The most important Buryat holiday is Sagaalgan, the festival of the White Month or New Year's according to the lunar calendar. Celebration of Sagaalgan began as a result of the influence of Buddhism and Mongolian-speaking peoples. People greet the new year early in the morning on the first day of the new year. Dairy products appear on the holiday table; their white color symbolizes happiness and prosperity. Old useless things are burned in a bonfire as a way of getting rid of all the bad things and sins of the past year. Another holiday is the Buryat national holiday of Surkharbaan (target shooting), celebrated annually on the first Sunday in June. Besides archery, the holiday program includes horse races and wrestling contests, as well as performances by folklore groups in Buryat national costumes. The best known number is the Buryat folk dance known as the ekhor, an ancient rhythmic magical dance. It is performed in the sunward direction (clockwise) with incantations and accelerating movements as if propelling the shaman and the souls of sacrificial animals to the heavens. The dance begins in the evening and lasts all night until dawn.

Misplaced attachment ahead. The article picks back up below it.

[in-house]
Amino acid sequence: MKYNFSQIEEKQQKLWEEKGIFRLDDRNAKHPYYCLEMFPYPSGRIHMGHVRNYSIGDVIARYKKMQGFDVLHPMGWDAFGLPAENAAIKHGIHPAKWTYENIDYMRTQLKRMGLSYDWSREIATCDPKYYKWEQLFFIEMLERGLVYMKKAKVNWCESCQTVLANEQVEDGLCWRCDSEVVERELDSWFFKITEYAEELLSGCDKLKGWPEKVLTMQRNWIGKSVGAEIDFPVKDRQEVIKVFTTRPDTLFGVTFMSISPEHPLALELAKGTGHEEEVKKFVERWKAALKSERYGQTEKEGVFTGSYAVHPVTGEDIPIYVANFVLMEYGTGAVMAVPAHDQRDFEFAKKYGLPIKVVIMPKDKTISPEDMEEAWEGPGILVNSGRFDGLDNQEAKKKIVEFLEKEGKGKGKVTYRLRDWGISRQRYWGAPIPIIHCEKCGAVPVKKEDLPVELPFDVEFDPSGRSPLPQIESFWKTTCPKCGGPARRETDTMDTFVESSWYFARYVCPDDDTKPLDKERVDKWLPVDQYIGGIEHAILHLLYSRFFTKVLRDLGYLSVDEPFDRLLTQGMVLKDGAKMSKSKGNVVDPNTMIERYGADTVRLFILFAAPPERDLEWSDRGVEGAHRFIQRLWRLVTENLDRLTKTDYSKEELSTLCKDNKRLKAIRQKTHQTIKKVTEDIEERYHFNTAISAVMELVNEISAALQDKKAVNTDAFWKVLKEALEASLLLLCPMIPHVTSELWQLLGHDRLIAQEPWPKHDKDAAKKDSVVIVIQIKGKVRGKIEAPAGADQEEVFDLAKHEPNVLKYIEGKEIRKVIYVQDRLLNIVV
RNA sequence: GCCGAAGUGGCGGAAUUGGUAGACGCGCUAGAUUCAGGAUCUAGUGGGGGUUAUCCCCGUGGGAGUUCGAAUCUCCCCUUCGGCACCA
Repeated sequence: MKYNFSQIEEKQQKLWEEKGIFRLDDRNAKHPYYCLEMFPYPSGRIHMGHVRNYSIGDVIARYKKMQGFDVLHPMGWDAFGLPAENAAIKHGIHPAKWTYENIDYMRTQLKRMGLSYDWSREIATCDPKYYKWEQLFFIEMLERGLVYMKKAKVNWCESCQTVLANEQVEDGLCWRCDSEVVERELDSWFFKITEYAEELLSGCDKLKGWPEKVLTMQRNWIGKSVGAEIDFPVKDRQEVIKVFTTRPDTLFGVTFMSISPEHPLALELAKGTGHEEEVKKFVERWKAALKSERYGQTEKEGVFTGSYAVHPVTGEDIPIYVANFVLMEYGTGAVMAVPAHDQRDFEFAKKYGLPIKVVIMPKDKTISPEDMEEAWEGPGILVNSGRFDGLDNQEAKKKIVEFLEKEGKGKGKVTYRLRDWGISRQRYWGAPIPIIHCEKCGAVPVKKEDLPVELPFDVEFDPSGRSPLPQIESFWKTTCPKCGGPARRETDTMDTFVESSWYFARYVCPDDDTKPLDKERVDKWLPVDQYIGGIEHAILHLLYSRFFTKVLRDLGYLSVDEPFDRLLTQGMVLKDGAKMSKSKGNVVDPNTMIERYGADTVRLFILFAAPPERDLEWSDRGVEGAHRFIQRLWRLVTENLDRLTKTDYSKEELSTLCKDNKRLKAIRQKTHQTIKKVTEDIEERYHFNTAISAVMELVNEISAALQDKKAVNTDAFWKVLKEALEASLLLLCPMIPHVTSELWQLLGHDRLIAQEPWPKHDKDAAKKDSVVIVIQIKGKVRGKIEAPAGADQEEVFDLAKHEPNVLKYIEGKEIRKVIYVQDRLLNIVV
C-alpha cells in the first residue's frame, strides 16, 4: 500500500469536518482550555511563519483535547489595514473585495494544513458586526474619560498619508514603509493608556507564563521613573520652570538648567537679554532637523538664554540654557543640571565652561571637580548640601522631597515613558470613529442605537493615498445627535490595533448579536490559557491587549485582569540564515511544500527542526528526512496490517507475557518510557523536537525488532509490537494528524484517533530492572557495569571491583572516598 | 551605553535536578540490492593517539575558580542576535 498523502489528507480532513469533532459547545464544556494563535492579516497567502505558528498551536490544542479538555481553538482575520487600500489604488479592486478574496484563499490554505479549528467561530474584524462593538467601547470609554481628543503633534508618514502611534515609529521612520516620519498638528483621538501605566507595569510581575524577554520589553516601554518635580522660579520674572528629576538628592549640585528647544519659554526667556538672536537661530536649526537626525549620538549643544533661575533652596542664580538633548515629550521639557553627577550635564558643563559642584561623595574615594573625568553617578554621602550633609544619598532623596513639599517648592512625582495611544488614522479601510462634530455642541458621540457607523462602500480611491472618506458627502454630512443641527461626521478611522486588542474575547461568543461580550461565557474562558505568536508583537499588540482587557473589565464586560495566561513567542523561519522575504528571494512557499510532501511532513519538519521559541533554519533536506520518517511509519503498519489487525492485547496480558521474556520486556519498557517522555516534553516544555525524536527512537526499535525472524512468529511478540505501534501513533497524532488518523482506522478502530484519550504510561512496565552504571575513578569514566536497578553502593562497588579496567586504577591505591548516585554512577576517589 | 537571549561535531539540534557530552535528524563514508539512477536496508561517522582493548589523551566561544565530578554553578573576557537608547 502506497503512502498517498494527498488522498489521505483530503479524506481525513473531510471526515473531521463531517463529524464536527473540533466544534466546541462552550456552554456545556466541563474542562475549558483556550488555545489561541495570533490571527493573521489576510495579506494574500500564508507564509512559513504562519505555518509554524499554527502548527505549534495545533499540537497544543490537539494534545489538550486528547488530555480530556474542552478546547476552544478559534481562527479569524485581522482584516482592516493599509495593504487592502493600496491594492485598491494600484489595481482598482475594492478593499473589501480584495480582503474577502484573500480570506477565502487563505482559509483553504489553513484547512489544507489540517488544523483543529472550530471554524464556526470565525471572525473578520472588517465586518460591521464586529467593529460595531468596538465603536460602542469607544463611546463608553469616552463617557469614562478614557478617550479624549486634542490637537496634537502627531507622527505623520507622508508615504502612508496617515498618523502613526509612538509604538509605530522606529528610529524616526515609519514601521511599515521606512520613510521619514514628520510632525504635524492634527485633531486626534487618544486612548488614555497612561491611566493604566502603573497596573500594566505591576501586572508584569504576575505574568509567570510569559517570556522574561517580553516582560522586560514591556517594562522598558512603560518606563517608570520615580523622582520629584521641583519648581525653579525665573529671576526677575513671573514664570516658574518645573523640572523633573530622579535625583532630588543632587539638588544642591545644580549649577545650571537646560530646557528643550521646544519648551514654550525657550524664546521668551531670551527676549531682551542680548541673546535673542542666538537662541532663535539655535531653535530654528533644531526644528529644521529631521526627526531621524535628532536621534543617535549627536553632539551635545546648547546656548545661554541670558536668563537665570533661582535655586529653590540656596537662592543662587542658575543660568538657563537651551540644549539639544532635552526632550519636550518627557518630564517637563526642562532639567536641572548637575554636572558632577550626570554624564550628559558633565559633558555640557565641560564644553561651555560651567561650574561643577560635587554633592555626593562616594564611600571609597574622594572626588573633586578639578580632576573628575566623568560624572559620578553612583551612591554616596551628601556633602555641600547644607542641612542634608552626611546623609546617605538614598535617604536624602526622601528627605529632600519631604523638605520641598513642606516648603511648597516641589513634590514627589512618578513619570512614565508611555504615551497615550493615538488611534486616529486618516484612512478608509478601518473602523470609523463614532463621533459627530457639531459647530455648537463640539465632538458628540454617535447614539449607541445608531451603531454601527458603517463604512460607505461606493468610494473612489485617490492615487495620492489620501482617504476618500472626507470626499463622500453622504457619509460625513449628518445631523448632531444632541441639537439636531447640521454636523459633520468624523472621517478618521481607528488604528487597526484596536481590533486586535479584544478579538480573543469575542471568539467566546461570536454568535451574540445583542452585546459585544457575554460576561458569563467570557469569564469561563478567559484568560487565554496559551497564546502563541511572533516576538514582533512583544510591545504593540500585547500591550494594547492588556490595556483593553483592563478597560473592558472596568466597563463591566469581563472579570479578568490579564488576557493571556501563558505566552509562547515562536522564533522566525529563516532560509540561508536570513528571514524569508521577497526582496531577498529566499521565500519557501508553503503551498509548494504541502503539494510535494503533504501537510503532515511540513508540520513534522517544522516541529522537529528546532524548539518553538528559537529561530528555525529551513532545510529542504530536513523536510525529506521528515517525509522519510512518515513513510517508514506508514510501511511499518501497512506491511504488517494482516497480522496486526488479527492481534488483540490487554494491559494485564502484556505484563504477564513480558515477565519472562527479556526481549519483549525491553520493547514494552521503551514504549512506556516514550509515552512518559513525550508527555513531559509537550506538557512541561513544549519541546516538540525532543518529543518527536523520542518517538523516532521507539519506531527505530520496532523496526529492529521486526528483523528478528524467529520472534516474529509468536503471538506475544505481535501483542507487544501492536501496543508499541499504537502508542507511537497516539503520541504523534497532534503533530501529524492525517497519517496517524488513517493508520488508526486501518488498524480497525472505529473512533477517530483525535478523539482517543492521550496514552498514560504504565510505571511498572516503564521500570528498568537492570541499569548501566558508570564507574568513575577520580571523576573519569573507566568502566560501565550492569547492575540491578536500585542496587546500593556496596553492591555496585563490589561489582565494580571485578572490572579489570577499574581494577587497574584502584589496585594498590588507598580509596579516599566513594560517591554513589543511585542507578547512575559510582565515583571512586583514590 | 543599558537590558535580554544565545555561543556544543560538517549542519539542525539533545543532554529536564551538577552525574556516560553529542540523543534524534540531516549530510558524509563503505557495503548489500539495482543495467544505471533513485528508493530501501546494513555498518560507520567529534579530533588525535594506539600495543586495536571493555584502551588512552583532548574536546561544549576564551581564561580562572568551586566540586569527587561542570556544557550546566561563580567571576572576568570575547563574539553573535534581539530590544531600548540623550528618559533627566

National art always attracts attention and inspires admiration of people who have preserved the language and culture of their ancestors. Applied art, jewelry making, and photography are quite well developed in the area.
Development of the region's rich cultural and historical heritage is very important in the Ust-Ordynsky Buryat Autonomous Area. Native trades, the national musical culture, songs, dances, restoration of historical and architectural sites and libraries, and holding celebrations and festivals are all included in the revival program. Research on the national culture and training of native personnel are also part of the program.
Ust-Ordynsky Buryat Autonomous Area is located on the Lena-Angara Plateau amidst steppes and meadows with small stands of coniferous forest. Scenic landscapes, natural splendors, and favorable climatic conditions create excellent opportunities for developing tourism and recreation.
The area places high emphasis on those interested in active tourism, and a large number of easy hiking and boating routes have been developed for them. The diversity of plant and animal life also offers unique opportunities for hunting and fishing vacations.
One of the country's major rivers, the Angara, with its tributaries the Zalary, Osa, Ida, and Kuda rivers, flows through the area; tributaries of the Lena River flow through the extreme northeastern part. A ravine-cut chain of hills located along the Kuda River attracts hang-gliders and paragliders. Both training flights and free flights take off from these hills. The hills have an average elevation of about 40 m, with isolated higher sections of elevations from 60 to 100 m. Hang-gliders have claimed several of these sections and gather every year in late July and early August for flying camps.
The Nukutskaya Matsesta and Alar health centers with their hydrosulfuric mineral springs are a source of pride for residents of Ust-Ordynsky Buryat Autonomous Area. Mineral water baths are used in the treatment of diseases.